In sum, Paralyzed Veterans of America acted swiftly and aggressively to resolve issues, instead of jeering from the sidelines where the pundits and talking heads were content to simply admire the problems and relish in their complexities.

Here is something else Mr. Cooper, in speaking for his employer, might not have known since he had joined CVA only last summer: We presented our concerns directly to the senior leadership of CVA two years ago at their request. And we heard the same 'deafening silence' that Mr. Cooper talked about when we asked what will happen to catastrophically disabled veterans who are presently enrolled in Priority Group 4 and are not required to pay the copays that would crush them financially if suddenly forced to pay. We are still awaiting an answer.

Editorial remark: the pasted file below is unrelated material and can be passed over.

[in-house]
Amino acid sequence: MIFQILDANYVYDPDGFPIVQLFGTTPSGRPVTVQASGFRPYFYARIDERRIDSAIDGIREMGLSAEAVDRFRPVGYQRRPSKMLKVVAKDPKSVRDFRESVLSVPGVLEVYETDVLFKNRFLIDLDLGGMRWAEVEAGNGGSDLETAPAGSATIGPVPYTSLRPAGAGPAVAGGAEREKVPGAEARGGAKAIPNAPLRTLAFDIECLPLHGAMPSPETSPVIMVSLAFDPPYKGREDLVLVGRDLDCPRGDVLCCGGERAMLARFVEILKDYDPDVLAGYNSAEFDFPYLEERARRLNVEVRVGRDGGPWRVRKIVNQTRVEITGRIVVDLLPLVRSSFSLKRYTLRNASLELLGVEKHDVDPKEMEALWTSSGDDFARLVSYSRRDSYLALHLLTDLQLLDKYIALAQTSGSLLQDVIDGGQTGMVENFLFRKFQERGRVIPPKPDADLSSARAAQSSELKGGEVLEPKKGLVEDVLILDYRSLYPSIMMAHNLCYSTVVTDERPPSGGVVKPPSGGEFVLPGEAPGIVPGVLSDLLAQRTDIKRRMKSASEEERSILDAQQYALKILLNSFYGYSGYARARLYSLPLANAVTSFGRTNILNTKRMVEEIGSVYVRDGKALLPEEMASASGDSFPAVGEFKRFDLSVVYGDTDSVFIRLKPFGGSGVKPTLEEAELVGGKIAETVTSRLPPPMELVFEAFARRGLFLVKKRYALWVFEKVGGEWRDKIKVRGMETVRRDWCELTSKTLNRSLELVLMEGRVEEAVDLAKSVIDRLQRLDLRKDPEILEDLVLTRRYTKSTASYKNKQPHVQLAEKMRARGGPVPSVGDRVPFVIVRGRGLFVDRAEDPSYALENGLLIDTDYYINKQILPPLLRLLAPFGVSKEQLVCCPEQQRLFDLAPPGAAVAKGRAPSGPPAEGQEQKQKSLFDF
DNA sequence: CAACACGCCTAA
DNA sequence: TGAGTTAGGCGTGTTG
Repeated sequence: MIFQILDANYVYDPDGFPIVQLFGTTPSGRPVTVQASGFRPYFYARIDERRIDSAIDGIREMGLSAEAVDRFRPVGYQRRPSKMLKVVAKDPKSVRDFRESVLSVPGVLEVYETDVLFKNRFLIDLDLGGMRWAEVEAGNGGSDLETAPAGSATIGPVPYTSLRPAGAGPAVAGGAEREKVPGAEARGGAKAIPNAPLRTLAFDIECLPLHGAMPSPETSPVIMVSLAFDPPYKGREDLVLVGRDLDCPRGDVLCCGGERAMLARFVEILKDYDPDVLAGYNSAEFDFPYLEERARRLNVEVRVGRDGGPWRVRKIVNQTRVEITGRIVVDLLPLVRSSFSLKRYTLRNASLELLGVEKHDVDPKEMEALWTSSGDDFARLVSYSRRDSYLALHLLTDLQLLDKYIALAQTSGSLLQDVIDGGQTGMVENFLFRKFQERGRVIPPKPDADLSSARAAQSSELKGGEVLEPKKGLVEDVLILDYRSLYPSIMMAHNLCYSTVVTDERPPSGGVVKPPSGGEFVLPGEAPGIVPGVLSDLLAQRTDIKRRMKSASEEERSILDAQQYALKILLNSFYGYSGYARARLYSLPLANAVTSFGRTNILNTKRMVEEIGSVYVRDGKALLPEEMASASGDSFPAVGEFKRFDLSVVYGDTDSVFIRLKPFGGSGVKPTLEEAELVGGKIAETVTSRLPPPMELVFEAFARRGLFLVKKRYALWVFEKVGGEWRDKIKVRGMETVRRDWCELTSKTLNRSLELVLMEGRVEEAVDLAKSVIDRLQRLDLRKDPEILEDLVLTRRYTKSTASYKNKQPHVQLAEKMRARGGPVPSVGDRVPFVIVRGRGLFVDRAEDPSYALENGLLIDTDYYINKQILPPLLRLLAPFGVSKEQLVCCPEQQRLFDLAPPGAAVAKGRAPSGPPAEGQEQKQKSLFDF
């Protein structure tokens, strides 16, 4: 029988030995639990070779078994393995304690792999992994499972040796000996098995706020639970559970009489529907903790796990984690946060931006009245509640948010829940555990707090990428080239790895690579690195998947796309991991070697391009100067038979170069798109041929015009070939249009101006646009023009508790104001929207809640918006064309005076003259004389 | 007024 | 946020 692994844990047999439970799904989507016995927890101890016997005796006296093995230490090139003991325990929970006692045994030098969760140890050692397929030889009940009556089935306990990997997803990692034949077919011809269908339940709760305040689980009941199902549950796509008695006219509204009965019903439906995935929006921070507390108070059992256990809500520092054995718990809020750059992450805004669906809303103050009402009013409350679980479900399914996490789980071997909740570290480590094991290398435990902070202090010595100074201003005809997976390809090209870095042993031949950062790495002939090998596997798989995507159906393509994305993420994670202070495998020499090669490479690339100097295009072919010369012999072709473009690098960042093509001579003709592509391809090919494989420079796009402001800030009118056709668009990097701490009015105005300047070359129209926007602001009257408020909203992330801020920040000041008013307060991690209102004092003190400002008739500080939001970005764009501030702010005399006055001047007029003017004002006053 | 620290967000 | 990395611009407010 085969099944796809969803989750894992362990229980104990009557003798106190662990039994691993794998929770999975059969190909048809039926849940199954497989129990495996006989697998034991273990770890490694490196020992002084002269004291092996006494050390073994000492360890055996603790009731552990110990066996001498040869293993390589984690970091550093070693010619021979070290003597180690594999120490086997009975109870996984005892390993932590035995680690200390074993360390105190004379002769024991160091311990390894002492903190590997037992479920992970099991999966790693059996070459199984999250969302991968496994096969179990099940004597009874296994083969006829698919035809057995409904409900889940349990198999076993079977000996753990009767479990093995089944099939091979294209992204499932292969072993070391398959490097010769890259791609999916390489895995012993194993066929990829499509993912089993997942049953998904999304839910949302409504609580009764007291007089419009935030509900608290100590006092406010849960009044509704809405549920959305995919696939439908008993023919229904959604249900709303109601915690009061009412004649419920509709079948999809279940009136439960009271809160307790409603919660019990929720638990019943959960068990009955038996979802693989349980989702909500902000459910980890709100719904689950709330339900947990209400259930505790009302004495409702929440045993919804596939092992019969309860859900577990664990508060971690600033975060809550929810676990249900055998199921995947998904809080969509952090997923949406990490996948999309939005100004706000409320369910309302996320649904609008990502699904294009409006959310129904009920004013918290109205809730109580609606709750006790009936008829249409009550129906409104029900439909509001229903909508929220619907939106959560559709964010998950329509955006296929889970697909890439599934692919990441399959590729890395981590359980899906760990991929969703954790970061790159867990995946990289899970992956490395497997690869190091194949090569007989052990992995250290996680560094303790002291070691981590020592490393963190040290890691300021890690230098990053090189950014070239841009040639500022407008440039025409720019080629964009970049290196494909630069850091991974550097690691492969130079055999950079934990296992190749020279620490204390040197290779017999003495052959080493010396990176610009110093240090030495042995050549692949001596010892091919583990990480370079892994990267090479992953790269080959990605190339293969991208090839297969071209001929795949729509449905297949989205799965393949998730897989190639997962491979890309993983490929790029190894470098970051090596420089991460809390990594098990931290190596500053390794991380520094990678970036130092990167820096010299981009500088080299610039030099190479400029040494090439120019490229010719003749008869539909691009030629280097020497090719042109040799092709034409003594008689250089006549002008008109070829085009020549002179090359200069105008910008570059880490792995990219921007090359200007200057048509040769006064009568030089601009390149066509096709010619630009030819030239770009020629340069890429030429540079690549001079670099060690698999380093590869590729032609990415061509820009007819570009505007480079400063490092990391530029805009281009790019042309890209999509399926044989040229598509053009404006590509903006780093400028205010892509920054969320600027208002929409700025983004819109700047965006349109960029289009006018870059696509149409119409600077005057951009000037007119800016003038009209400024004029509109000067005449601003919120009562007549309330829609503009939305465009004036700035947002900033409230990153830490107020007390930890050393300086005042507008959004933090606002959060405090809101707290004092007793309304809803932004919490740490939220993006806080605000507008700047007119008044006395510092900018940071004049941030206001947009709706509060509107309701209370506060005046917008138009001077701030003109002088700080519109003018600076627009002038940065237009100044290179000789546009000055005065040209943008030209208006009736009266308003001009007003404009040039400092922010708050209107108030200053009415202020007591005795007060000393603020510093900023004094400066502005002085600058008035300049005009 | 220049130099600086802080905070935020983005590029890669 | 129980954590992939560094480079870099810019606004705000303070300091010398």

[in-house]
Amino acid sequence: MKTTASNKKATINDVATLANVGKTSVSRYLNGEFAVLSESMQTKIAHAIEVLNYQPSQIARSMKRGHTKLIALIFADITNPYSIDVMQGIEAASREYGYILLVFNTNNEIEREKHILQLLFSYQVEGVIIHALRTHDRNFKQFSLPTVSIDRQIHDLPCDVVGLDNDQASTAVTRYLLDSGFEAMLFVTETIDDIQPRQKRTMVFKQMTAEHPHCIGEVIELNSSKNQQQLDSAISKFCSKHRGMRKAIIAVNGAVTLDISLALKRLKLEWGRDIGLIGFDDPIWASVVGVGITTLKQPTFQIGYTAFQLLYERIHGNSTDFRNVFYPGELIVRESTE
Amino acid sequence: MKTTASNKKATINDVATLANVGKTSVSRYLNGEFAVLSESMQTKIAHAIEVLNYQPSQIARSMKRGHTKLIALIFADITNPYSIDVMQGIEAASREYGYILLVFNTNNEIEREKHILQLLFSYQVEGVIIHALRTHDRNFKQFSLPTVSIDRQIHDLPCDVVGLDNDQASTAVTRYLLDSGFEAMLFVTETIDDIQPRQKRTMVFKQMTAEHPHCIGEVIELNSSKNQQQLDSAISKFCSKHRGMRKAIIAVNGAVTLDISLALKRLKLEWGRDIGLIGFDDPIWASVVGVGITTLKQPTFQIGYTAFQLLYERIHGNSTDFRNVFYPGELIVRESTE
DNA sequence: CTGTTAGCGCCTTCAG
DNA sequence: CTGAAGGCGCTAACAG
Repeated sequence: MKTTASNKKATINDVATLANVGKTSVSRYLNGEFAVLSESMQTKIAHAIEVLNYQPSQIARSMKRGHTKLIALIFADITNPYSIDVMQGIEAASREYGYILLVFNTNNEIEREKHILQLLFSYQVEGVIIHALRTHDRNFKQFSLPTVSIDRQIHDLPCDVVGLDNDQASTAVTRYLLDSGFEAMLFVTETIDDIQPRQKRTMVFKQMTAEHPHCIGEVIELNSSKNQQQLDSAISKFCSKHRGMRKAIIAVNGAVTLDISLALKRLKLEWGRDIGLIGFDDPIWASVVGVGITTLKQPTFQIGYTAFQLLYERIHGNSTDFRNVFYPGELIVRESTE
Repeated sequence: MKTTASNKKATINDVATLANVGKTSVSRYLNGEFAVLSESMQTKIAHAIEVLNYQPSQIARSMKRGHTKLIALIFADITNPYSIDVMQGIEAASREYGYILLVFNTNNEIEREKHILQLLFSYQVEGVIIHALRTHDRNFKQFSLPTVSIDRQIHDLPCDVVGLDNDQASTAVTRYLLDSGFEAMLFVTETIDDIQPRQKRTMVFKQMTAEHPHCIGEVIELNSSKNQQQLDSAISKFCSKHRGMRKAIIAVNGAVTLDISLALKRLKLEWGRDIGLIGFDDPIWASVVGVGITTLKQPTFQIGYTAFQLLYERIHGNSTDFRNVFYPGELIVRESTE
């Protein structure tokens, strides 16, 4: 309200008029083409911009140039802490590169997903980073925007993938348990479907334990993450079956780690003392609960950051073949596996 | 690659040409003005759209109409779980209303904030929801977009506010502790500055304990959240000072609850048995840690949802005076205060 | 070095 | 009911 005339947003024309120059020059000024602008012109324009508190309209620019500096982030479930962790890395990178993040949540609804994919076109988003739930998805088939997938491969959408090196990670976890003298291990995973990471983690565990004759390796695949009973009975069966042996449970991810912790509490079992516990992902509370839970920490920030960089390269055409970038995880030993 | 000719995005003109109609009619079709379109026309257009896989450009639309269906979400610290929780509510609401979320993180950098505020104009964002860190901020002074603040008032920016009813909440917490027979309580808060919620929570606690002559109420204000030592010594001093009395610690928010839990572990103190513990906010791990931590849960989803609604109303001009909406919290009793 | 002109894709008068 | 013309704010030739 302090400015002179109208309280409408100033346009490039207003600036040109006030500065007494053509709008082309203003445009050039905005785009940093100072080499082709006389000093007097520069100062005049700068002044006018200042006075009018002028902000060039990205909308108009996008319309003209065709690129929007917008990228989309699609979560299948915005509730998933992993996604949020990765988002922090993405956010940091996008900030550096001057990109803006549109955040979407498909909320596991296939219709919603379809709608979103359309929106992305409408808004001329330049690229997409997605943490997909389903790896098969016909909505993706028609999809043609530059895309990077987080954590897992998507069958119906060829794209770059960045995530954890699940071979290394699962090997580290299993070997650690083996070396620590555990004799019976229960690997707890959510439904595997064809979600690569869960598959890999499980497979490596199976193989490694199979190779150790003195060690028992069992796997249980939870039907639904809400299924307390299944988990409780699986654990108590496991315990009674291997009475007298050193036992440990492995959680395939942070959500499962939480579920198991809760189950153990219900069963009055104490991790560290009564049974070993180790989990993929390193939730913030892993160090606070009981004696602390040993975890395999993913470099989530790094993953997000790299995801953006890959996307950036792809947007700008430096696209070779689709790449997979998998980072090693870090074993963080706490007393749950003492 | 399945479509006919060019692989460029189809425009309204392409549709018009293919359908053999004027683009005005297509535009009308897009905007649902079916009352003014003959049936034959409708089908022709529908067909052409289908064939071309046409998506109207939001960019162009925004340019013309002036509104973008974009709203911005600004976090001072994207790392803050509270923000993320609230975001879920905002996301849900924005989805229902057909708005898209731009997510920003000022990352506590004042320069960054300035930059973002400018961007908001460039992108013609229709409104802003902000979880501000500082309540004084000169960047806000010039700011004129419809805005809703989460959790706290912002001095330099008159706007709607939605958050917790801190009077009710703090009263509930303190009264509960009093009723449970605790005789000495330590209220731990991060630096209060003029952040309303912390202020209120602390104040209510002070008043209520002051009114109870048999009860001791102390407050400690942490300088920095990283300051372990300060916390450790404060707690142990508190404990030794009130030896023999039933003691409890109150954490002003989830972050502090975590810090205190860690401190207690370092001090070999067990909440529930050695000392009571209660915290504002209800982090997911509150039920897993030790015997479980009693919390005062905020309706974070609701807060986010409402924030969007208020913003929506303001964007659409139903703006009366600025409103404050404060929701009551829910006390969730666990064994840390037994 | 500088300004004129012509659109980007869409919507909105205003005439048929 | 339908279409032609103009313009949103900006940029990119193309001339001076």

We heard the same deafening silence when we asked CVA leadership about the Title 38 United States Code 'due process provisions' that presently protect veterans who are harmed by medical malpractice. We also asked whether their proposed private sector framework for veterans care will provide an appeals process to challenge the denial of benefits, or when disagreements over the best course of health care inevitably ensue. No answers to date.

We heard deafening silence when we asked CVA leadership about whether their plan addressed Congress' oversight role and whether private sector CEOs of poorly performing medical networks and negligent providers will be compelled to appear before Congress in the event another waitlist or abuse scandal happens, except this time in hospitals that are outside the jurisdiction of Congress' oversight. Still no answer.